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Book: The Rosary of Our Lady
Author: Romano Guardini
Sophia Institute Press, Manchester, New Hampshire, pp.143


Excerpt from Preface:

Oppressive events move through our time and lay a heavy hand on the lives of all of us. Questions regarding our own fate and the destiny of those close to us, and above all, the destiny of humanity, engage our minds and our souls. In religious life effect is noted in many different ways.

One person may discard prayer entirely because he is surfeited or shaken. He must see that he regains his inner balance; he must try to hear and recognize again the quiet voices next to the loud, to acknowledge that God always remains God, regardless of how powerful earthly influences may be.

With another it is the opposite, and the vicissitudes of life remind him of the Eternal. He feels that things cannot be carried out in a purely worldly way, but must be laid before God, and this is all the more necessary the more decisive they are. So he longs for a place of quiet in which he can mediate and gather strength, to return later to his new tasks with fresh assurance. He needs a prayer that gives him a lingering chance to pause, to collect and strengthen himself. Such a prayer is the Rosary. It has done many a good service. It is this of which we shall speak.

Excerpt from Contents:

One might object that this repetition [of the beads] leads to an exteriorization of prayer. That may happen, of course; but then one has made a mistake and we are using the Rosary the wrong way. But exteriorization of prayer does not necessarily happen, for repetition can have a real meaning. Is it not an element of all life? What else is the beating of the heart but a repetition? Always the same contraction and expansion and yet t makes the blood circulate through the body. What else is breathing but a repetition? Always the same in and out but by breathing we live. And is not our whole being ordered and sustained by change and repetition? Even anew the sun rises and sets, night follows day; the round of life begins in the spring, rises, reaches its summit, and sinks. What objection can one raise against these repetitions and so many others? They are the order in which growth progresses, the inner kernel develops, and the form is revealed. All life realizes itself in the rhythm of external conditions and internal accomplishment. If this is so everywhere, why should it not be so in religious devotion?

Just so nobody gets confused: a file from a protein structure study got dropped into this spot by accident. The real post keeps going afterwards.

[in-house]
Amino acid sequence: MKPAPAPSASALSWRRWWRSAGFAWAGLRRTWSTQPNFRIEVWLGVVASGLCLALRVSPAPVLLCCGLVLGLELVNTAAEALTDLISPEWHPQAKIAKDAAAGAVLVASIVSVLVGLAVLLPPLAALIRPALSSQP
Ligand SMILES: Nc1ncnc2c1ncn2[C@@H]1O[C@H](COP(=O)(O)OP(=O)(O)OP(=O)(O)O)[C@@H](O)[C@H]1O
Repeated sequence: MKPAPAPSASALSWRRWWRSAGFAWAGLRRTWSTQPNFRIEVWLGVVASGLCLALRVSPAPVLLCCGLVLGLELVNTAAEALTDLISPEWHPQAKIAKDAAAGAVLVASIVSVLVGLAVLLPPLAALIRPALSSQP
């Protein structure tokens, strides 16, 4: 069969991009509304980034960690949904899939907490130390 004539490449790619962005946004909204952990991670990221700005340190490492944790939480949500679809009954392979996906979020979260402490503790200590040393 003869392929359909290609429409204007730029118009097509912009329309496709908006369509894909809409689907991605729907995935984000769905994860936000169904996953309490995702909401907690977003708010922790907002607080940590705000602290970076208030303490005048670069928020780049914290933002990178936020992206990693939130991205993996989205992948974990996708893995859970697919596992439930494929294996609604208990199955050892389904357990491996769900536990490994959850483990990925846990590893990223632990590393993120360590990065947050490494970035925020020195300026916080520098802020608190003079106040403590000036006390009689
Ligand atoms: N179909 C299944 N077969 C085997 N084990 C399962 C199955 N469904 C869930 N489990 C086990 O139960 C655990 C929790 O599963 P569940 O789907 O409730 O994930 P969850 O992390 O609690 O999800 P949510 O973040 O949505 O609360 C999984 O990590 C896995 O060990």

Table of Contents:

Part I

The Form and Meaning of Rosary Devotion

1. Objections and Justification

2. The Chain of Beads and Repetition

3. The Word

4. Mary

5. Christ in Us

6. Practical Considerations

Part 2

A Short Interpretation of the Mysteries of the Rosary

1. The Prologue of Each Rosary

2. The Joyful Rosary

3. The Sorrowful Rosary

4. The Glorious Rosary

Appendix

Biographical Note